Dual Monitor system is one of the most common setup professionals have for their daily workflow. Not only it gives you more eyes on what you work on, it helps you get more productive.

So how do you set it up? Is it a tough job? Do you need premium software? Do you need to buy expensive cables?

When it comes to Software, Microsoft has done a brilliant job with Windows 10, and for most of the users, there is no need to buy any extra software, or even use the free ones. On the hardware front, you will need to do a bit of investment, depending on your existing setup of monitors.

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Hardware for Dual Monitor setup

First thing first. You need to figure out which two displays you will be connecting. There could be multiple combinations. Laptop to Standalone Monitors, PC Monitors to a Standalone Monitor, and so on. The basic idea is to figure out what type of display-out port is available from your primary monitor, and what kind of display-in port is available on your secondary monitor.

For example, my existing monitor has a VGA port, while the laptop I’m using comes with a mini-HDMI port. So I had to buy a mini-HDMI to VGA converter (like this one on Amazon) to set up the dual monitors.

When it comes to quality of the converter, it is highly recommended to buy a decent quality converter, if not the premium one. Amazon is the best place to look for them, and before you buy check out ratings, customer feedback, and the most important thing is you are getting one which fits your port.

Software

Just before we start,  the tutorial is written using Windows 10 Insiders Preview Build 15014. This will eventually be rolled out to consumers as Creators Update.

Now that our monitors are connected, you are almost half the way. To instantly get into dual monitor mode on Windows 10, press WIN + P, and choose from options:

  • Duplicate
  • Extend (recommended)
  • Secondary Screen Only
  • and PC screen only.

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That’s it, you are all set! Really? Well on paper, Yes, but technically, No. Let’s understand one basic stuff. All monitors are different, their resolutions are possibly different as well, and so are their way to produce color. This means you will have to adjust things a bit to get the best experience.

Display Settings & Resolution

When you extend or use the secondary monitor as your only display, the resolution on the secondary monitor is usually of the primary. Things might look either small or just “not fit”, and so this is how we tell Windows, what it needs to use on the secondary monitor.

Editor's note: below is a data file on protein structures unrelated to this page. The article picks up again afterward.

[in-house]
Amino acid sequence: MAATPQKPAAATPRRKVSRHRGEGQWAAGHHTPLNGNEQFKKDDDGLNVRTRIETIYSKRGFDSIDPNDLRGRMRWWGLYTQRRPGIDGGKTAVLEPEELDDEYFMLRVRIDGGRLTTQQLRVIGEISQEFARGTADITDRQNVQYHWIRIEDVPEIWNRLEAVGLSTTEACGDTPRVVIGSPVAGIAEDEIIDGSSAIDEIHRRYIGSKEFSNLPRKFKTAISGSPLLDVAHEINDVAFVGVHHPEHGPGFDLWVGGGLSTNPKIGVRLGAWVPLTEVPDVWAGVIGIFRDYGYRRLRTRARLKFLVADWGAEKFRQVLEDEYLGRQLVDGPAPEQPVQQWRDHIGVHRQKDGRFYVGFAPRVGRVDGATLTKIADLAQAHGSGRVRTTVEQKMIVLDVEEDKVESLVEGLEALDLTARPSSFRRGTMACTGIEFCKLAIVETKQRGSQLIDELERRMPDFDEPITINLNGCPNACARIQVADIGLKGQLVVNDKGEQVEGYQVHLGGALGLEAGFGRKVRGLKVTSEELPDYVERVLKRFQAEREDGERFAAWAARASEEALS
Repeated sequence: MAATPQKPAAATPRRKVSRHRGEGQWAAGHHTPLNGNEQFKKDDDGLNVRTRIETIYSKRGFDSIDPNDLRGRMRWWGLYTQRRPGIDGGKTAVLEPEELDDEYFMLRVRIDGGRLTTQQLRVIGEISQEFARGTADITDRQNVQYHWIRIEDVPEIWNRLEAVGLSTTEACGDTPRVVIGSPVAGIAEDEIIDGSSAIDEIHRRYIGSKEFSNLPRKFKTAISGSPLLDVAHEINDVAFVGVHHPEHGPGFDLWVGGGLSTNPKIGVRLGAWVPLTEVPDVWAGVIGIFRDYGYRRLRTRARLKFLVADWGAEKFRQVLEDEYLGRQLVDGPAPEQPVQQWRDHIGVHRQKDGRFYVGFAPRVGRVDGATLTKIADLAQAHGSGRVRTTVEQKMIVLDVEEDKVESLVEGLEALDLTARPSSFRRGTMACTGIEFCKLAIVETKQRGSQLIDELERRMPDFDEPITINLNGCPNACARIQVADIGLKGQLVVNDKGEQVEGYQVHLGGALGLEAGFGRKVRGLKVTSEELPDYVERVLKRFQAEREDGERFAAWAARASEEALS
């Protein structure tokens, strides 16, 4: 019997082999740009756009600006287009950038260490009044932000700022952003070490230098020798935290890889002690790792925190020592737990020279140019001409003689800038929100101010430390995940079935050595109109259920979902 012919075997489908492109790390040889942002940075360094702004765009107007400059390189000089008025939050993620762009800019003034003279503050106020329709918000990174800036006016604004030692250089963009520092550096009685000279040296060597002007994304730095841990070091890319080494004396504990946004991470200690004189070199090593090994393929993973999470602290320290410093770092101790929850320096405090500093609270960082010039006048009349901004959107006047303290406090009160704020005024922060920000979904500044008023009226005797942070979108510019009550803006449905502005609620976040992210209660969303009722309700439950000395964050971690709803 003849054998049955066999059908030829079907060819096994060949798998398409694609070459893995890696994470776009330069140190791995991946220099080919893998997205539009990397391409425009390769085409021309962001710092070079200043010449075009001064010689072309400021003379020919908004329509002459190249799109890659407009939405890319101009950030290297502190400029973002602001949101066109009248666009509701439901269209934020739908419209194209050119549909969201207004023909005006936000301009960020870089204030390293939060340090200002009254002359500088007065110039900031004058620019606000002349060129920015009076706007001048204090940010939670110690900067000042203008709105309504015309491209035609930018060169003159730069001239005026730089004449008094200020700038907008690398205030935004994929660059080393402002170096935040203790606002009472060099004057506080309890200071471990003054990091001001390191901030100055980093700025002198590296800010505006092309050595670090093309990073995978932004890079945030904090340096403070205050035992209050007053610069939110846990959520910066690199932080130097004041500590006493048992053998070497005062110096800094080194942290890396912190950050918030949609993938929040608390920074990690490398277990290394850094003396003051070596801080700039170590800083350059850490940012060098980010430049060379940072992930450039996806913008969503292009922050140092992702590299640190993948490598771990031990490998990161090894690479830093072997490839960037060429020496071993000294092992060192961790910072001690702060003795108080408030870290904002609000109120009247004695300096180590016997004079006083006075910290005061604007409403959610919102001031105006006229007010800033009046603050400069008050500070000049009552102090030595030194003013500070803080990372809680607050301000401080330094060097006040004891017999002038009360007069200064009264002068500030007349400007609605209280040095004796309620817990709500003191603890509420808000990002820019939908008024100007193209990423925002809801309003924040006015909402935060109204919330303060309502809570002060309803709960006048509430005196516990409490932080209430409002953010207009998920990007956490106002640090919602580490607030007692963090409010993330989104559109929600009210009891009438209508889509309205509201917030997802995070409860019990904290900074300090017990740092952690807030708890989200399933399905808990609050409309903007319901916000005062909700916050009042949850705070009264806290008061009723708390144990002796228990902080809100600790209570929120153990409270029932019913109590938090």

• Make sure you have connected the second display.
  • To start, extend the display using WIN + P combination.
  • Go to Settings > System > Display

You should have two rectangles, representing two monitors. In case you see only one, click on Detect, and it will automatically identify the secondary display. Select the second display, and then change the settings for it.

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  • You can use change the size of text, apps, and others items bigger.
  • Next is resolution, and recommended works, but you can change using the drop-down.
  • Choose between landscape or portrait mode, depending on how you have kept your monitor. The same section lets you make the secondary monitor as your primary.

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Coders usually have the Portrait mode, and those who need to follow long list or use excel also tend to use this mode. So choose accordingly.

Color Management for Advanced Users

Every Monitor has its own color profile. If I have to put it in a simple manner, then think on the lines where you can see a wallpaper which looks much better on Monitor A compared to Monitor B. As an example MacBook displays are usually much better than standard monitors, and it has to do something with their color profile as well.

Usually, when Windows detects a Monitor, it allocates a standard color profile, and for regular users, it wouldn’t make a lot of difference. Windows should be able to download the right profile, and many a time, Monitors come with drivers which you can install to get the right set.

This section is for bit advanced users. If you find things complicated, you can skip it, and use the default settings. If you want to fiddle a bit, here you go.

  • Type on “Color Management” in your Cortana Box, and it should show you the option.
  • Open, and you will see a windows which has Devices, All profiles, and Advanced. Under devices, select the secondary monitor by tapping on the dropdown. Tap on Identify to make sure its “2”
  • Switch to Advanced tab, and select Calibrate Display.
  • Run this wizard, and get the optimal settings for various factors including brightness, gamma and contrast.

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This should be good enough for you to get started with the Dual Monitor setup on Windows 10. If you have any questions, do let us know in the comments section.


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A Professional Tech blogger whose expertise are in Windows & Android.